The case against caucuses is that they take hours, often at night, and thus disproportionately attract the ideologically fervid -- not what the Democratic Party needs. The case against New Hampshire's primary is that its power is disproportionate for a state so unrepresentative of America's demographic complexities. The case for New Hampshire can be put in a name: Gene McCarthy. The small state gives an unknown underdog challenger, practicing retail politics, a fighting chance.
McCarthy's insurgency, the most luminous memory of many aging liberals, would today be impossible -- criminal, actually -- thanks to the recent "reform" most cherished by liberals, the McCain-Feingold campaign regulations. McCarthy's audacious challenge to an incumbent president was utterly dependent on large early contributions from five rich liberals.
Stewart Mott's $210,000 would be more than $1.2 million in today's dollars.
McCain-Feingold codifies two absurdities: large contributions are inherently evil, and political money can be limited without limiting political speech. McCain-Feingold criminalizes the sort of seed money that enabled McCarthy to be heard. Under McCain-Feingold's current limit of $2,100 per contributor, McCarthy's top five contributors combined could have given just $10,500, which in 1968 dollars would have been just $1,834.30. But, then, McCain-Feingold was written by incumbents to protect what they cherish: themselves.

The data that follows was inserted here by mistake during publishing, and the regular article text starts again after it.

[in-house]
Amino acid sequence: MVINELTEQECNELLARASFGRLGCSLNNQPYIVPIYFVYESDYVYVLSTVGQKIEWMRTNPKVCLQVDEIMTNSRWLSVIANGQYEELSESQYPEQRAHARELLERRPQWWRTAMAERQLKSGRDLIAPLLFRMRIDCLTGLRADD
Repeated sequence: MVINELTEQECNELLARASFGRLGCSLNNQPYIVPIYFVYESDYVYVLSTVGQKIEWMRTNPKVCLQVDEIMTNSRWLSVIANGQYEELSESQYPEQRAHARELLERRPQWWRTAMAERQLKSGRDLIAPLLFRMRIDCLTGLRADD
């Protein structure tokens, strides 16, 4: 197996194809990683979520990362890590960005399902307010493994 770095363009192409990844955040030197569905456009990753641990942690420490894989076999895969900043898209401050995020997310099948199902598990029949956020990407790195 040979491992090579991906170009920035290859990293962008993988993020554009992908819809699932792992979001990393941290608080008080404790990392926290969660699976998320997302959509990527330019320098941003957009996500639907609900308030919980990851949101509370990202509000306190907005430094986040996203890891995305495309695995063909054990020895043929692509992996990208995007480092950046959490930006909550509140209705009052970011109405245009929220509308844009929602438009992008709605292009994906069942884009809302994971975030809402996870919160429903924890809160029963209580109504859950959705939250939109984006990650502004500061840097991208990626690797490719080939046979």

McCarthy first seized national attention with a theatrical act, a gesture of elegant futility. At the 1960 convention, when John Kennedy's nomination was already certain, McCarthy delivered an eloquent philippic urging a third nomination for the man who had been trounced in 1952 and 1956, Adlai Stevenson.
Witty, elegant and problematic, Stevenson was the intelligentsia's darling and a harbinger of liberalism curdled by condescension toward ordinary Americans. When an aide assured Stevenson he had the votes of thinking people, Stevenson quipped: But I need a majority. A majority of the disdained?
McCarthy's acerbic wit sometimes slid into unpleasantness, as when, after Gov. George Romney, the Michigan Republican, said that briefers in Vietnam had ``brainwashed'' him, McCarthy said that surely a light rinse would have sufficed. McCarthy's wit revealed an aptitude for condescension, an aptitude that charmed intellectuals but not Americans condescended to.
A talented poet, McCarthy's mordant "The Tamarack'' surely summarized his experience of being beaten by Robert Kennedy after New Hampshire:
The tamarack tree is the saddest tree of all;
it is the first tree to invade the swamp,
and when it makes the soil dry enough,
the other trees come and kill it.
Never mind his subsequent lackadaisical presidential campaigns. After 1968, he adhered to the fourth of the commandments in his "10 Commandments":
Do not relight a candle
whose flame has drowned
in its own excess of wax.